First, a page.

As you progress in your career, you may move into management positions or a role that requires you to hire people for your company. It’s important to hone your interview skills not only so you can discern the right fit for the company and hire talented people, but also so you can represent your company well. You should also learn the types of questions not to ask to protect your company from lawsuits.
How do you do that? Let’s start with the styles of interviewing we DON’T recommend:
The Interrogator: Most of us like watching detective shows or reading mystery novels. An interview is not the time to play detective and make your interviewee uncomfortable by grilling them with question after question. You should be on the lookout for red flags or potential reasons the candidate may not be the right fit for the role. You can do this in an unintimidating way and probe them gently about areas of concern. The goal of the interview is for both you and the candidate to decide if the position is a fit, and should be a guided conversation with a set of consistent questions that you ask every candidate. It should also leave plenty of room at the end of the conversation for the candidate to ask you questions of their own.
The Overly Personal: NEVER ask a candidate questions about their personal life, such as how old they are, their ethnicity, marriage status, if they have kids, personal views on religion or politics, etc. If the candidate mentions this or starts talking about one of these topics, it’s important for you to cut them off. It may be hard to do but it can be dangerous if the candidate isn’t hired. They may claim discrimination based on one of these topics so it’s important to steer them back to your standard interview questions. You can do this by saying “I hate to cut you off, but I only have a limited amount of time with you today, and I still have quite a few more questions to get to ...” You should also avoid questions like “tell me about yourself,” as this opens the door to a candidate saying whatever they would like about their interests or personal life.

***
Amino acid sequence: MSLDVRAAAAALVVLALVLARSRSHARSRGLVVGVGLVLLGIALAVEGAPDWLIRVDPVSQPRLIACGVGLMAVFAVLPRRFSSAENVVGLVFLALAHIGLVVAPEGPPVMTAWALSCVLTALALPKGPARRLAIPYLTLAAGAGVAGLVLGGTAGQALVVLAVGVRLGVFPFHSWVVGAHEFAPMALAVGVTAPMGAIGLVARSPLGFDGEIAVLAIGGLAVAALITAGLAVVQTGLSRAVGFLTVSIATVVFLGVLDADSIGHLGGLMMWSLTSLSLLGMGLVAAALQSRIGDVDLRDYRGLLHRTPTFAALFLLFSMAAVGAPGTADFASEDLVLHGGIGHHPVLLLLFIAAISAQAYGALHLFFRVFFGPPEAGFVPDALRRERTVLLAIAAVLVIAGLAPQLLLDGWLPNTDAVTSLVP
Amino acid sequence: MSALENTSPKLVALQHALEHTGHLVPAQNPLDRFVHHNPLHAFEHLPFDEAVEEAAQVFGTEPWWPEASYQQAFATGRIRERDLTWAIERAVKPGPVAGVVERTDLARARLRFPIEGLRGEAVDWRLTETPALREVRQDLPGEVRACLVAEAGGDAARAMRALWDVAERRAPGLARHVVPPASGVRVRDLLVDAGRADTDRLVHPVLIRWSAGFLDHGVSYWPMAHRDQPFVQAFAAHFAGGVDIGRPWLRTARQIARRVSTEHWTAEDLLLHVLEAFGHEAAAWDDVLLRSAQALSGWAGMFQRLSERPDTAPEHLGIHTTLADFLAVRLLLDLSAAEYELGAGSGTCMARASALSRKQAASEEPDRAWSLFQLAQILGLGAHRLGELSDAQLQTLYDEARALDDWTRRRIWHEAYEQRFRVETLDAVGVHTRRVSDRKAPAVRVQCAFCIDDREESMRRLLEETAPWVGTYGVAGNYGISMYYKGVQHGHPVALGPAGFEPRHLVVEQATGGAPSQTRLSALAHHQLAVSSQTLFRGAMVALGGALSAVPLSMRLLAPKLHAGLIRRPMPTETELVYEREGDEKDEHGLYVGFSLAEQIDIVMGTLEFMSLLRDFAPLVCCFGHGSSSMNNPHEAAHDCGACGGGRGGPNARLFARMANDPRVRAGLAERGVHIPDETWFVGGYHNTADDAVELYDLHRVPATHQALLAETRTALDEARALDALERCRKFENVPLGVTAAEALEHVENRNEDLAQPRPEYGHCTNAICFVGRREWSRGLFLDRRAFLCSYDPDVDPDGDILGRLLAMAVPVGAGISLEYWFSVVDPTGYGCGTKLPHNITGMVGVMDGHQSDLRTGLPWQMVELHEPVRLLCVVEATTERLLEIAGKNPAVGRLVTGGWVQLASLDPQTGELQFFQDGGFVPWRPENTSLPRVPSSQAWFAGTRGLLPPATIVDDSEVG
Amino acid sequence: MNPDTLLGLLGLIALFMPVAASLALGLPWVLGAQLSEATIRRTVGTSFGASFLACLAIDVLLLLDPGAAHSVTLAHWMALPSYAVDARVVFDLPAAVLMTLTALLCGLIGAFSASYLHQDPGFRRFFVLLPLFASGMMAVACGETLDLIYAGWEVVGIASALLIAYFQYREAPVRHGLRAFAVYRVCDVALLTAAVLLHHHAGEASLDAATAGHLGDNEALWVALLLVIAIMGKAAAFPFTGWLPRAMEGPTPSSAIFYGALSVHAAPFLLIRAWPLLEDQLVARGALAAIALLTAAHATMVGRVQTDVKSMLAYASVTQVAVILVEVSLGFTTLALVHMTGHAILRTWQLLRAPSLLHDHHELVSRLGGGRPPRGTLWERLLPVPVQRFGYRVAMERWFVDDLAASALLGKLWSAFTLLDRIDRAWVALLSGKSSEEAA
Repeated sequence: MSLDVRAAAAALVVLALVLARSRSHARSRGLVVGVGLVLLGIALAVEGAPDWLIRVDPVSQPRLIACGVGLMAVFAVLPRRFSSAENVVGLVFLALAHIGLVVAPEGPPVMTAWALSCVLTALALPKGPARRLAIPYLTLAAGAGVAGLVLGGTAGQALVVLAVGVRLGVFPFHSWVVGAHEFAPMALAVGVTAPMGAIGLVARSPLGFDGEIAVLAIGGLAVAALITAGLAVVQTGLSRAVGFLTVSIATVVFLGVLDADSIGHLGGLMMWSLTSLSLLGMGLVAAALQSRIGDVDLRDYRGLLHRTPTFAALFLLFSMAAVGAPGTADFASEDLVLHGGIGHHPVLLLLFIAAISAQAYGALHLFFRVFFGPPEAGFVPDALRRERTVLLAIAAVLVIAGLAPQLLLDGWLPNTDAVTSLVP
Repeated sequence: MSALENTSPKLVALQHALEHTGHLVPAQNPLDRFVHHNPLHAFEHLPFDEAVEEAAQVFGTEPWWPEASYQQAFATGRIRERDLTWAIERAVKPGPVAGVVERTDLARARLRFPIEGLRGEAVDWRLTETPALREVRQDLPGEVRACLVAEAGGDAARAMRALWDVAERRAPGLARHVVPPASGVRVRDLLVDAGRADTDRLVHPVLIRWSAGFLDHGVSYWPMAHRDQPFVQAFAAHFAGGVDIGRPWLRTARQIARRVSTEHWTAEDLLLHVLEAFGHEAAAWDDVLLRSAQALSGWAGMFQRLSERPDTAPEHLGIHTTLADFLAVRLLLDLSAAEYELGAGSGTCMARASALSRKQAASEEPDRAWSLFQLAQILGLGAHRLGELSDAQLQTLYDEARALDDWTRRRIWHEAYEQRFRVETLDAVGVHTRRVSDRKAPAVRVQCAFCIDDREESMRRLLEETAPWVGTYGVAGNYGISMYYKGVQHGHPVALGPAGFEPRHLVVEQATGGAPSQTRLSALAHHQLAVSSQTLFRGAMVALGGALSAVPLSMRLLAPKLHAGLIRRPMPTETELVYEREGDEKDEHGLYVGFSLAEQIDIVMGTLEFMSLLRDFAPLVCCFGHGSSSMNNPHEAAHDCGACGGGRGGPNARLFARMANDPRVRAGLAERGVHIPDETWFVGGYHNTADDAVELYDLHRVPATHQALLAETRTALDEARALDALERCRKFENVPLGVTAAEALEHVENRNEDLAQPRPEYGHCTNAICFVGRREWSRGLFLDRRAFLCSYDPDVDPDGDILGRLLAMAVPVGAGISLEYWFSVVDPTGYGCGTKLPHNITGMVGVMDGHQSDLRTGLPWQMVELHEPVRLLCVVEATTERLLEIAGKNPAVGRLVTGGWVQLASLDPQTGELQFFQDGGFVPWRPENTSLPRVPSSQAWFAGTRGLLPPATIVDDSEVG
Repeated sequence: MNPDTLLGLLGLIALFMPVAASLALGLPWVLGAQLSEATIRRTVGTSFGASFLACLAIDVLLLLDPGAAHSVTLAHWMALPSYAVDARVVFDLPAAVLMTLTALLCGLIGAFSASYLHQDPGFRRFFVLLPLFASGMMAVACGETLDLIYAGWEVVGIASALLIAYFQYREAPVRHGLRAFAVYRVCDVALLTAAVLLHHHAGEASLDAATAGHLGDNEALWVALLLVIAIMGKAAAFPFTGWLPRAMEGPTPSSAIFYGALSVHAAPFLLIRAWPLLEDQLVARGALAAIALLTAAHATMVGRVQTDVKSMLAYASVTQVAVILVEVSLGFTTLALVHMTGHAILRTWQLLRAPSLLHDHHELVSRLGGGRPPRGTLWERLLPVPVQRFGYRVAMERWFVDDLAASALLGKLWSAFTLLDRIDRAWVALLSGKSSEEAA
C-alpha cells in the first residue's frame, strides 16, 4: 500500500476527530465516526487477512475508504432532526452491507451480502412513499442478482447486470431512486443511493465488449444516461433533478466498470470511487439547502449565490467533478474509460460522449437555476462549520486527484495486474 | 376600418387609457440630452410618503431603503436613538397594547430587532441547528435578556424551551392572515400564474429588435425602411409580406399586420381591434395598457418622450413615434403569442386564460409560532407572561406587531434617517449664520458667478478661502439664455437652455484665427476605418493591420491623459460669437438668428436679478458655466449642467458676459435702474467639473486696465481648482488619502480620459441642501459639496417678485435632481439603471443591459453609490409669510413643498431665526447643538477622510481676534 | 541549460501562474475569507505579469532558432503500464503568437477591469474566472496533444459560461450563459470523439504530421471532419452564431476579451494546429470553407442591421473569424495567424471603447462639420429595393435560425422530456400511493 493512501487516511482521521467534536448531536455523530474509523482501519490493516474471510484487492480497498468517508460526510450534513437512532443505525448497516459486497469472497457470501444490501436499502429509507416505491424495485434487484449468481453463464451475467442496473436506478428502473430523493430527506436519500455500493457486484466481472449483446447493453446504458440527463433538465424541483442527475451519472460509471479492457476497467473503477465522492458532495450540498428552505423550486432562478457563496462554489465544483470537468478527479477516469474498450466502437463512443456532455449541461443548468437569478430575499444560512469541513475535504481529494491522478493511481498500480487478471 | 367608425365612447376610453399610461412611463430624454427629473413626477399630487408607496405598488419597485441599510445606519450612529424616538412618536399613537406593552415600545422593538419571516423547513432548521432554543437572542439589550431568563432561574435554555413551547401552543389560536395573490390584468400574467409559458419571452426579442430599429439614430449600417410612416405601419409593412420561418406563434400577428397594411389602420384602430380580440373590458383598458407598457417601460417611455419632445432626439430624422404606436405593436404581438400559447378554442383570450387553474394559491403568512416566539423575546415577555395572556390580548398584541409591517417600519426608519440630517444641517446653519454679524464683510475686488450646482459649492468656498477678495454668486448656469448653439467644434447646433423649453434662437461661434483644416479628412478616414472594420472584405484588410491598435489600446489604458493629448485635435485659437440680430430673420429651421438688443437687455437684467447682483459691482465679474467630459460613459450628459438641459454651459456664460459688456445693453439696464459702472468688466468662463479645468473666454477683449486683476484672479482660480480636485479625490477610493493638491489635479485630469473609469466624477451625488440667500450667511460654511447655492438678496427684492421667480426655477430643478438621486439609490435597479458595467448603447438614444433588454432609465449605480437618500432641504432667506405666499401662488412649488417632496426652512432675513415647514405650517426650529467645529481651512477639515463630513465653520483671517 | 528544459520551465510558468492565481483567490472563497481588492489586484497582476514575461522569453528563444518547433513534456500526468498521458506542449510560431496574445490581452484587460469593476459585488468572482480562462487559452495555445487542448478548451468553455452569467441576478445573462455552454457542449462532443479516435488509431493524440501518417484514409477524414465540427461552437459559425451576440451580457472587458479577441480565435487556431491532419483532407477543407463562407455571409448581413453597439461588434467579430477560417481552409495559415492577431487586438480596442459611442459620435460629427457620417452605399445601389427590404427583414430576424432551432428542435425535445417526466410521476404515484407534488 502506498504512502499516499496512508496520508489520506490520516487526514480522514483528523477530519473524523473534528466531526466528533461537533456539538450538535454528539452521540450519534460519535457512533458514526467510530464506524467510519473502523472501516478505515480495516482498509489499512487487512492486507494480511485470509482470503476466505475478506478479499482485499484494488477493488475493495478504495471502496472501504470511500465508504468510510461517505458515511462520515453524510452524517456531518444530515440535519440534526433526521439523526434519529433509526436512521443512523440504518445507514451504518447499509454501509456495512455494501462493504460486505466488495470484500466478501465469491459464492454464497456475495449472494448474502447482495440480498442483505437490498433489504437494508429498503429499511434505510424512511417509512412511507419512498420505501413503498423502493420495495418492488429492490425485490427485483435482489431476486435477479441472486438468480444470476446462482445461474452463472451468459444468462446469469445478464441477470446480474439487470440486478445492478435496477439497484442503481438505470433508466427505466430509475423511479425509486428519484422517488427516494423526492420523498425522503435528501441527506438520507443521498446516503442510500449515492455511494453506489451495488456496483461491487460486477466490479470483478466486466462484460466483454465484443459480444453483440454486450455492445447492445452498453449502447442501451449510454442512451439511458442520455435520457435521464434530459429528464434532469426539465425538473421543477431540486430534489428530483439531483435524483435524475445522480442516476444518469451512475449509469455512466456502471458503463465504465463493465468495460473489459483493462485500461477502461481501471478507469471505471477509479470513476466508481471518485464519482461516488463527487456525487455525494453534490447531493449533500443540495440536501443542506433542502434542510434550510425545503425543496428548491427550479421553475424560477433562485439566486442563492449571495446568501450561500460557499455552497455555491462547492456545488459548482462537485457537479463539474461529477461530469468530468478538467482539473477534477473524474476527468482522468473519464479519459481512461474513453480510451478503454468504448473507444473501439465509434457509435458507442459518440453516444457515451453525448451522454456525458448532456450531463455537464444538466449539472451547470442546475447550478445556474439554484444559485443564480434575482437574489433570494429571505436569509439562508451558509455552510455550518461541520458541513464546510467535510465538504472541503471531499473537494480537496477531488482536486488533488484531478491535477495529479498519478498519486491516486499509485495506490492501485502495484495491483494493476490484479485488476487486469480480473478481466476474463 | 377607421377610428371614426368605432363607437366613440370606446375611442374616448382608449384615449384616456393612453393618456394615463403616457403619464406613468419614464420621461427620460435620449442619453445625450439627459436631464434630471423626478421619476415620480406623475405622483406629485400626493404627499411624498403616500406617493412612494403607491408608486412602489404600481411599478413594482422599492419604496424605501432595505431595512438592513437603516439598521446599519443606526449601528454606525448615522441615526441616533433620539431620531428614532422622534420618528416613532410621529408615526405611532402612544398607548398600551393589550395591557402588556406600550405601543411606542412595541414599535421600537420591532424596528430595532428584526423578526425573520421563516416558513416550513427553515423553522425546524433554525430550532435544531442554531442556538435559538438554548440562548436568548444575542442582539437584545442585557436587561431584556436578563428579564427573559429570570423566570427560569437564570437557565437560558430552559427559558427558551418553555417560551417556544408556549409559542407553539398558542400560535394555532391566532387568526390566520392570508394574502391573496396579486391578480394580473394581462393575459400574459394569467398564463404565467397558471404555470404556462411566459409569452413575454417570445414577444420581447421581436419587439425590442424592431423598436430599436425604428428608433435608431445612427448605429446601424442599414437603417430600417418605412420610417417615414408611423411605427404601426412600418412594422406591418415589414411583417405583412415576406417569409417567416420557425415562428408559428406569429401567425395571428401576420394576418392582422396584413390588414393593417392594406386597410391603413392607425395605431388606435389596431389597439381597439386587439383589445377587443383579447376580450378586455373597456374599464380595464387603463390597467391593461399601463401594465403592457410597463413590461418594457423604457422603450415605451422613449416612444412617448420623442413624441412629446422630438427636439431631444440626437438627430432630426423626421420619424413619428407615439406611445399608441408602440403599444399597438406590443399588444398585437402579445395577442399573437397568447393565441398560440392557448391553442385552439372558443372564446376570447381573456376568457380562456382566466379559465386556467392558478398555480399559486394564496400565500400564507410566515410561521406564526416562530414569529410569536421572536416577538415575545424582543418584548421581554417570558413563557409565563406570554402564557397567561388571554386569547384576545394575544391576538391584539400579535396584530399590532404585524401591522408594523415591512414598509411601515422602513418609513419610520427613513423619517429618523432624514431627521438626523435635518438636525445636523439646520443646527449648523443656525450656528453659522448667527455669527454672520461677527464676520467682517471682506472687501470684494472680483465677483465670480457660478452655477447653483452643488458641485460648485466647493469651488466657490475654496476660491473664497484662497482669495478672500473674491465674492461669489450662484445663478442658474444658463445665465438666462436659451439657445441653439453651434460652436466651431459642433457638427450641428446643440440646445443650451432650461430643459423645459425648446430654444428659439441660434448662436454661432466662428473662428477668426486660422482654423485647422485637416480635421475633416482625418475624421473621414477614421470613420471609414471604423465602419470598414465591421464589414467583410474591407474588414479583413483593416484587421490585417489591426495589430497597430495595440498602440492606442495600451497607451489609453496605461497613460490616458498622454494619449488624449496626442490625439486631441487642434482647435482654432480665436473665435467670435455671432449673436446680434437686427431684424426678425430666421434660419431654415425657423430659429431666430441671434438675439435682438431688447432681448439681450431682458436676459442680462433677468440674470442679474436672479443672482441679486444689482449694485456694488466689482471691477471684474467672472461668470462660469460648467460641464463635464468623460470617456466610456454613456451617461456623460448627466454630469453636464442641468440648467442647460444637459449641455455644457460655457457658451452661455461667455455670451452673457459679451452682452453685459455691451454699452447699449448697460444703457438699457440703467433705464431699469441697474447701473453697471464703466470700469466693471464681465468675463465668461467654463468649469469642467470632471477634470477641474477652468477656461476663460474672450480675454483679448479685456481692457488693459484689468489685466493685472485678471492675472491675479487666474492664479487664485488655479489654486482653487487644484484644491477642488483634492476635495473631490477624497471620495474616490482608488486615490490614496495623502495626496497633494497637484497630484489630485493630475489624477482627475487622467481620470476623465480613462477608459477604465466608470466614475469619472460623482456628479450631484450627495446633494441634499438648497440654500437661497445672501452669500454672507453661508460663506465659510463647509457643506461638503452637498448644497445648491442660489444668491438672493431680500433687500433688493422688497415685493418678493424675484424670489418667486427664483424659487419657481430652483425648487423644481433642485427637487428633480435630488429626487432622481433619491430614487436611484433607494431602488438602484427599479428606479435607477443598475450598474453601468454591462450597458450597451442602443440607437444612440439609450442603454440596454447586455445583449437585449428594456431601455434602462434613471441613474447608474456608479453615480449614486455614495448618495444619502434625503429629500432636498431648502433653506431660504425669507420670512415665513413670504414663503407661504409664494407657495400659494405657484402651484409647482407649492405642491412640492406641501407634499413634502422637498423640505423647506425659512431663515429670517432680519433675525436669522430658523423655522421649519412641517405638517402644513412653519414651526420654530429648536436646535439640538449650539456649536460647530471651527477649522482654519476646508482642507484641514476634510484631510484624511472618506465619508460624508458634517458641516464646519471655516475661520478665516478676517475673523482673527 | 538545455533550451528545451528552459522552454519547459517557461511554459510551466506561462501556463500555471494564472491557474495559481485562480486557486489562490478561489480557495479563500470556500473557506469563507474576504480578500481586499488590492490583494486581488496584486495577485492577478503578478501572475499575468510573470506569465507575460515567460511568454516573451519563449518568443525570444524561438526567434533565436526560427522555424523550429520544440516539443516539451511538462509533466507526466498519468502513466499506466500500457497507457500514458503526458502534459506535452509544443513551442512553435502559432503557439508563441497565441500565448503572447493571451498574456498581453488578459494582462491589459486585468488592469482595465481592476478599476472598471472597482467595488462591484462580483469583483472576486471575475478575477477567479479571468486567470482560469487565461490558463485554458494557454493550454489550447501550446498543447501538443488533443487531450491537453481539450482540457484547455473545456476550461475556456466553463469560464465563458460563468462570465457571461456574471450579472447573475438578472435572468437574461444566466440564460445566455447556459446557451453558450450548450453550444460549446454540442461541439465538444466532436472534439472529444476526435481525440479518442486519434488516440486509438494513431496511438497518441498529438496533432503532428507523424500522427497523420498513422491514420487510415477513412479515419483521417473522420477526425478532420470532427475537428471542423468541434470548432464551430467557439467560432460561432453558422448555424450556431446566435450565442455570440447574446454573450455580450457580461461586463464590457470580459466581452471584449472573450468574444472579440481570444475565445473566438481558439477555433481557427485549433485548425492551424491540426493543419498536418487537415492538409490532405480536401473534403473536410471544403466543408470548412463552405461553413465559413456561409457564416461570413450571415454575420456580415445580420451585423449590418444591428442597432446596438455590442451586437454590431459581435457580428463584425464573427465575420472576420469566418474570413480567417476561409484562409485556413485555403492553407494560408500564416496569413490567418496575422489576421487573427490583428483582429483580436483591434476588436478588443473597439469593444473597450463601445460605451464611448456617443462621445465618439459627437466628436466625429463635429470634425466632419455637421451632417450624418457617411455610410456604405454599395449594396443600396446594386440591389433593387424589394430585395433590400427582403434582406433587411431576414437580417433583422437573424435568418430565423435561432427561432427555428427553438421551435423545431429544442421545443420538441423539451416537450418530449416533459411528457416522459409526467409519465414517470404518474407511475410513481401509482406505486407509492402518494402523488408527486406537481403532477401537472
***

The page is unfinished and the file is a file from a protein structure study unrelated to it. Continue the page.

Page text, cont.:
The Unprepared: You forgot about the scheduled interview and barely have time to print off the person’s resume or questions to ask and come in scanning the resume a few minutes late. This will make the candidate feel unimportant, and it reflects poorly on the company. It will also be harder for you to make a decision on the best candidate for the job. Make sure to print everything prior to the interview and give yourself plenty of time to review the notes so you can ask other questions outside of the standard questions (anything from the resume that is unclear, any gaps in employment, etc.) This will help ensure a successful interview.
The Off-the-Cuff: Some interviewers might prefer to keep the interview a casual conversation and not prepare a list of questions. This is a bad idea for several reasons. Conversation can veer off-course into personal territory since it’s more casual and you aren’t being consistent. You will have different types of conversations with different people, and you’ll gravitate toward the person you like talking with the best rather than the skillset they possess. It’s important to use a standard list of interview questions for every candidate to remain consistent and avoid unconscious biases.
So how should you interview?
That sounds pretty simple, huh? It’s surprising that many companies don’t have a standard interview process. Not having a standard interview process can put a company at risk for hiring discrimination lawsuits. Another consequence of not having a standard interview procedure is that you’ll appear disorganized and unprepared, which can give candidates a poor impression of your company. Avoid the styles of interviewers we listed, and come prepared. You’ll be on the path to success as an interviewer.
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